The second half to the circuit in FIG. 13 is for reading from RAM 894 and includes three blocks which have been repeated from FIG. 12 for convenience, RAM 894, semaphore 902 and output line # designator 926. If semaphore 920 has been set the reading process will begin, otherwise nothing will happen. Also an address is needed from line designator 926 which provides an enable signal on the enable bus for microprocessor 930 and output buffers 948-954, as well as a device address on the address bus to the same units. Once enabled, microprocessor 930 sets counters 934 and 938 to designate the area and records on RAM 894 that are to be sent to read buffer 944 and then sent to data bus 931.
FIG. 14 is the flow chart that illustrates the operation of the circuit of FIG. 12. The incoming signal is first checked to detect the start of the cell (988), if not this continues until it is detected. Once the start of cell has been detected counter C (994) is reset and the next word of the incoming cell is placed in location Y via the input port of the RAM (998). Next C is checked to see if it equals A (1002), if not control goes to 1016, if yes the local address bits are read (1008) and semaphore is set (1012) and control goes to 1018. In block 1016 C is checked to see if it equals 52, if not, control returns to block 998, and if yes control goes to block 1018. Block 1018 does a reasonableness check, if it does not pass there is an error exit (1022) and if it does control returns to block 988.
FIGS. 15a and 15b are flow charts which illustrate to different modes of operation for the circuitry of FIG. 13. In FIG. 15a a test is done first to determine if the semaphore is set (1044), if not the test is redo until it is detected as being set, if it is set control goes to block 1048. The output line designation is then read (1048) followed by a queue read request (1052) and then the semaphore is turned off (1056).
In FIG. 15b there is an initial test for lines needing attention (1064), if no the test is repeated until the test is positive, if there is a line needing attention the line is sequentially read (1068).
FIG. 17 deals with that part of the network that is in-between the coax feeders and the fiber optics. The problem is that we have a limited up-stream bandwidth. The early generation cable systems there was a reserved upstream band of approximately 5-30 Mhz. To increase the capability of the system in the upstream direction it is necessary to multiplex the cells into carriers in the 5-30 MHz band.
Since there is only a limited upstream bandwidth available it may be desirable to free-up some of the available bandwidth as the signal cross section increases in the 5-30 MHz frequency range of each separate feeder amplifier. To do so the present invention provides a technique for heterodyning the upstream signals on each feeder cable associated with the same feeder amplifier into separate non-overlapping frequency spectra as shown in FIG. 17. Thus one of the functions of the multiplexer is to interleaf the signals from the individual feeder cables. This can be accomplished by allowing the upper sideband of one signal to overlap exactly with the lower sideband of the signal with the next higher center frequency, and so forth for each pair of adjacent signals. FIG. 17 illustrates this technique for six different signals from six different feeder cables. By doing so there will be interference between the overlapping sideband signals, however, since the information of each signal is the same in both side bands no information is lost. To be able to read the transmitted information the overlapping must be performed accurately so that the transmitted information can be read from the non-overlapped sideband of each signal. By using this process for all feeder cable bandwidths, the usable upstream bandwidth can be increased by a factor of 50%.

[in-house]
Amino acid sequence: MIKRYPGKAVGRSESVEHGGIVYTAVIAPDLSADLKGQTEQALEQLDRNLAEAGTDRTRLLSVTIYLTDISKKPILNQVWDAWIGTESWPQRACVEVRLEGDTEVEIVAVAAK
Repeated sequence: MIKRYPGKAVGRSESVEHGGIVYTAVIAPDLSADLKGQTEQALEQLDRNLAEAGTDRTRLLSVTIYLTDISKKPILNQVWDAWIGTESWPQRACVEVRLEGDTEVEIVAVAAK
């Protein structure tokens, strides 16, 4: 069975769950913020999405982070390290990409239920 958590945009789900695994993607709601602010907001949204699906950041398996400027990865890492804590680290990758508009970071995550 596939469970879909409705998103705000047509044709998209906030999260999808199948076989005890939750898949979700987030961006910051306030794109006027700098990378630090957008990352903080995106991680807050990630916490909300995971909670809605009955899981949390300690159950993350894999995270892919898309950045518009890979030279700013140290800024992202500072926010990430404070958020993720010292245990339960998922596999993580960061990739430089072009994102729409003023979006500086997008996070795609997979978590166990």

Since the present invention uses the overlapping sideband approach the center frequencies of the signals from each of the signal processors must be fixed with respect to each other so that the overlapping sidebands do not also overlap the sidebands that are not to be interfered with. This accomplished with a crystal controlled oscillator that feeds a splitter to precisely set the center frequencies of each of the signal processors. A signal at the selected center frequency for each of the corresponding signal multiplexers is applied to a first mixer in a phase locked loop. The output signal from first mixer is then applied to a low pass filter before being applied to a voltage controlled oscillator (VCO). The output of VCO is then feedback to the first mixer through a divider to correct for any error in the frequency of the output signal from the VCO.
The output of the phase lock loop (output of VCO) is then applied to a second mixer where that signal is mixed with the upstream signal from the corresponding feeder cable after having passed through a first bandpass filter. The output signal from the second mixer is then applied to a second bandpass filter. From the second bandpass filter the signal is applied to an attenuator. The output signal from each of the signal processors are each applied to a combiner for transmission future upstream in a parallel data stream via an electrical to optical converter, an optical separator and the fiber optical cable.